A brief Flagler County Sheriff’s report released today states that an internal county investigation found “clear enough evidence” to suspend county Tourism Director Matt Dunn and to further investigate his conduct as a county employee.
After a meeting this morning between the Sheriff’s Office, the State Attorney’s Office and the Florida Department of Law Enforcement, the sheriff’s office announced early this afternoon that it was asking FDLE to take over the investigation because of the “potential for public corruption.”
Jarrod Shupe, The county technology director and the point man in the internal aspect of the investigation, went to Dunn’s office Thursday morning to inform him that he was being suspended and required to be off the property, to seize all his electronic devices, and to lock him out of all electronic access to county business. His office and devices have been secured for law enforcement’s investigation. The county will not be conducting its own investigation until the criminal part is completed.
But the sheriff’s report leaves little doubt that the matter, after being vetted by Interim Administrator Jerry Cameron, who has extensive law enforcement experience as a police chief and an academic, by Sheriff Rick Staly, Chief Mark Strobridge, and others, warranted a criminal investigation. That investigation will continue even if Dunn were to resign.
Cameron said he was “absolutely” comfortable with FDLE taking over. “All I want is someone authority and competent jurisdiction to tell me whether there is criminal activity or not,” he said. “That’s where I want to be. I also want to make sure we don’t run the risk of painting Matt Dunn as already deemed guilty of this stuff. These are accusations and those accusations need to be disposed of because this is an issue of public trust and we can’t treat it lightly.”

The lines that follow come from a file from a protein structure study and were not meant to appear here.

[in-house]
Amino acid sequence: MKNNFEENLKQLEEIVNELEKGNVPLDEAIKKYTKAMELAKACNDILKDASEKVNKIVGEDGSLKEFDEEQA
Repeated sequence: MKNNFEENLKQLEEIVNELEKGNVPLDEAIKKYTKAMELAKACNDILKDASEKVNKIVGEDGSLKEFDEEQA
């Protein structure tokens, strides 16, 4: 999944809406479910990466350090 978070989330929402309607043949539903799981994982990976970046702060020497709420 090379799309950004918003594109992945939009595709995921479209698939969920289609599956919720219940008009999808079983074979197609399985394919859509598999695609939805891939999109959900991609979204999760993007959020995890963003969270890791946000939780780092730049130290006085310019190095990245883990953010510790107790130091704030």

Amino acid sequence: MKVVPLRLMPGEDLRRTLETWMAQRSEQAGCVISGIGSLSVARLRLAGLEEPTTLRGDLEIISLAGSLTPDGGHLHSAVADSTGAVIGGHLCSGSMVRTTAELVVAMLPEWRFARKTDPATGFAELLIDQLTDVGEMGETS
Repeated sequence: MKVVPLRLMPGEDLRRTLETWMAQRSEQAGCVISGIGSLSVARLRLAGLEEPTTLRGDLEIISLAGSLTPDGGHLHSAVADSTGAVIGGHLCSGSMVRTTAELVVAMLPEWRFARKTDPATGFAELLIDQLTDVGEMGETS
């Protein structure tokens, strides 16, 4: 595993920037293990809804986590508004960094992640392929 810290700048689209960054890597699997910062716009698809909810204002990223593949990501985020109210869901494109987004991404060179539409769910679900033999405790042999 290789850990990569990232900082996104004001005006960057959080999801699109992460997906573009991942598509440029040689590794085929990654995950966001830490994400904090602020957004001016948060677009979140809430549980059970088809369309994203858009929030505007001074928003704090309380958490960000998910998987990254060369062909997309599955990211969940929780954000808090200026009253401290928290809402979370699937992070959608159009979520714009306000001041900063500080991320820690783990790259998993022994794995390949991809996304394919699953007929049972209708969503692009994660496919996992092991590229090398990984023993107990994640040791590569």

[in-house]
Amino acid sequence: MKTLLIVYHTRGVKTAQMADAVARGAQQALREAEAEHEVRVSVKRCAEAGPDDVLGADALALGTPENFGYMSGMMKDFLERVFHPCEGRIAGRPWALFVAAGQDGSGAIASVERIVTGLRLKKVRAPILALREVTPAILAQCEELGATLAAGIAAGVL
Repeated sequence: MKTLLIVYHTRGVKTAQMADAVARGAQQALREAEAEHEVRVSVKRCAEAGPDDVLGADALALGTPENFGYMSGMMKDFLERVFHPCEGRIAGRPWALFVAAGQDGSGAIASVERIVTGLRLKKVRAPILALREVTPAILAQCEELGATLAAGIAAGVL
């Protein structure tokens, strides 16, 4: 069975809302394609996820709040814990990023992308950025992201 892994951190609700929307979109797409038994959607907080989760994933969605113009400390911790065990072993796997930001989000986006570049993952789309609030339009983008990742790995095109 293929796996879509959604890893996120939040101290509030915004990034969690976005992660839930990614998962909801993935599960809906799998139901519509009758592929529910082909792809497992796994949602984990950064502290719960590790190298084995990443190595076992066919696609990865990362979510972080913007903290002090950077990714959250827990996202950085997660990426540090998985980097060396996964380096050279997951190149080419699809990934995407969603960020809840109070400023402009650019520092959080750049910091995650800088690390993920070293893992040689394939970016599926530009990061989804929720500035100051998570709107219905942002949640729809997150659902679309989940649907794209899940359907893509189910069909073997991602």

The accusations, or allegations, were brought forth reportedly by a fellow-employee who had documented Matt Dunn’s alleged irregularities. Dunn, 44, has been the county’s tourism director for five years. Cameron did not confirm that it was a fellow employee, saying only that the suspension and subsequent moves were based on “an accusation from an individual or individuals that are stating that this condition exists.”
Meanwhile, Cameron met with the tourism office’s four remaining staffers, who came to the Government Services Building for the meeting, which lasted more than an hour. (After the county acquired the tourism office from the Chamber of Commerce, the office moved to larger accommodations in a building at the county airport.) Cameron appointed Amy Lukasik, the division’s director of tourism and marketing, to lead the office for now.
“We talked about who was the best person to take this forward while this investigation was going on and it was unanimous that they thought Amy ought to do it,” Cameron said, referring to Lukasik’s colleagues. “I deferred to their judgment willingly because I thought she was capable too. I’m really impressed with the passion that this group has with the work that they do, and I think it’s a sad situation that they’ve got to sail through this choppy water, but I think they’re up to it and we’re going to try to reset our course over there.”